Why I Took a Loan When I Could Have Paid Cash
I bet some of you saw the title of this article and thought to yourself, ‘this makes no sense’. Well, I’m glad you are here, because you are about to learn something. Sometimes you have to think a little bit outside of the box in order to make the most of your money. Just like in our post about CDs, where we recommend looking into some options that don’t immediately present themselves, this is a similar idea.
The principle behind this is really the idea of opportunity cost. (This is your queue to go read our post on Opportunity Cost). Let’s say you have $5,000 in savings and you are earning 2.8% interest from a CD you have it invested in. If you have the option to take a subsidized student loan (if you don’t know what makes a loan subsidized, now is a good time to check out our post on Education Loans) and think it’s the responsible thing to pass up the loan and pay cash to your school, you might want to think again. Since a subsidized loan costs you no interest while you are in school, you are better off keeping that money invested and then paying off the loan as soon as you graduate and start getting charged interest. If the interest you are earning from your investment is less than the interest you are paying on the student loan, then it makes sense to take the loan, even if you don’t need to.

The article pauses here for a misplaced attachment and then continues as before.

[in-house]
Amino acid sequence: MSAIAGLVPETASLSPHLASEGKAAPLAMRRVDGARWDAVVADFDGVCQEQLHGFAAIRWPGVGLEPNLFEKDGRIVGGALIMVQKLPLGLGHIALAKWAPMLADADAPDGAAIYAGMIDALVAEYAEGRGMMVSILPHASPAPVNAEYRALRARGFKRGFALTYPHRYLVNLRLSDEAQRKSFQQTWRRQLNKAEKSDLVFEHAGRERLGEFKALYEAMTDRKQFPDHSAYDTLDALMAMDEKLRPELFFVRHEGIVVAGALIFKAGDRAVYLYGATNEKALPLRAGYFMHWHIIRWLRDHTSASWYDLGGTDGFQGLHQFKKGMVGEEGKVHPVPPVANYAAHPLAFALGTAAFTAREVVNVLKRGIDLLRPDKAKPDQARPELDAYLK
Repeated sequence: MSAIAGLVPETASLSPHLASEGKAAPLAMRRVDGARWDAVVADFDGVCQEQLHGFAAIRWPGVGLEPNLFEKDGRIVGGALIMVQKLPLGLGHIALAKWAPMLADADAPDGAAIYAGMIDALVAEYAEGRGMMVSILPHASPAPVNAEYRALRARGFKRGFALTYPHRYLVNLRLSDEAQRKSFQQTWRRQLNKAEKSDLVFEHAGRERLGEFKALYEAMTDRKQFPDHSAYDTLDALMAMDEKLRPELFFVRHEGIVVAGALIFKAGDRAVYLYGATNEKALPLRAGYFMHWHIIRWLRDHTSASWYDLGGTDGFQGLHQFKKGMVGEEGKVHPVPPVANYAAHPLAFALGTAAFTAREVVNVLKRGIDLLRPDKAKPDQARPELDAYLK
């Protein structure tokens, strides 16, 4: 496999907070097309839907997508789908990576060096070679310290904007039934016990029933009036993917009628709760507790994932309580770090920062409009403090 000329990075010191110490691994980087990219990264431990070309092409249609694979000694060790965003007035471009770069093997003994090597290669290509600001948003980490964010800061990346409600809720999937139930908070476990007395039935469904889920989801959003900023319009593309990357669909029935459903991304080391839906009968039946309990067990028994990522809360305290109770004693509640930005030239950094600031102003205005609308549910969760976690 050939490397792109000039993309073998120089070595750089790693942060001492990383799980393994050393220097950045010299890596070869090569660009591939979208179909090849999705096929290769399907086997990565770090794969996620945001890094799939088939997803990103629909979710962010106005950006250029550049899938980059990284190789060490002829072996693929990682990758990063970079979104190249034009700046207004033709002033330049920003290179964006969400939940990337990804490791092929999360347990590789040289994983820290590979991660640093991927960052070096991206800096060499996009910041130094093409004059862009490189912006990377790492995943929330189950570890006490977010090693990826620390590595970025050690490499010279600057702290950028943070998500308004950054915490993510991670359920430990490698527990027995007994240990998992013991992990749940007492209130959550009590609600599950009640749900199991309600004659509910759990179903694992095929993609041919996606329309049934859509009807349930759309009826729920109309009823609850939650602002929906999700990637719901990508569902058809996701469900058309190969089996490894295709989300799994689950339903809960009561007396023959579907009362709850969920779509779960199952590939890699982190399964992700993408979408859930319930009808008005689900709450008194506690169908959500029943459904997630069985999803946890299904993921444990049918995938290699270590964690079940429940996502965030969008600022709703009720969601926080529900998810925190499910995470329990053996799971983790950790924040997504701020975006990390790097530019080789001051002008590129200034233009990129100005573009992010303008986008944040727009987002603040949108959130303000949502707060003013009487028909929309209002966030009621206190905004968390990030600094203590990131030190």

This is the case for any kind of loan, provided that you pay it back on schedule and don’t incur any late fees. Let’s say you decide to get braces to fix the number those wisdom teeth did on your pearly whites. You would want to apply the same principle to decide whether to take a loan or dip into savings to pay for it. The only difference in this case is that unsecured loans (check out our post on Types of Loans) tend to have higher interest rates than other types of loans, so it’s more likely that the investment would need to be a higher return investment than a CD, perhaps a stock or mutual fund, in order to make taking a loan worth it.
Another way you could apply this principle is with credit cards. Now, if you are prone to spending to your credit card limits, I urge you not to read on. In fact, I urge you to go and read our post on Credit Cards. If you are someone who uses a credit card like a debit card, then by all means, read on, my friend. I will caution you that applying this principle to credit cards requires a strong level of attentiveness and self regulation. If you are someone who misses deadlines, then this is likely not worth the risk.
If you have made it past all my warnings and are still reading, then here is how you would apply this to credit cards. Some credit cards will offer the first year interest free. If you sign up for one of these cards, you could put all of your monthly expenses on the card and put the money you would normally use to pay your card each month into investments. At the end of the year, you will have earned interest on that money and then when you pay off your interest free credit card balance, you will have the interest earned to show for it.
This is not a license to spend, spend, spend on your interest free credit card and hope you come into a surprise inheritance check before the interest kicks in. I want to stress that in order to pull off this trick, you must, I repeat MUST, have the funds to pay off the card in full before the year ends and the interest begins.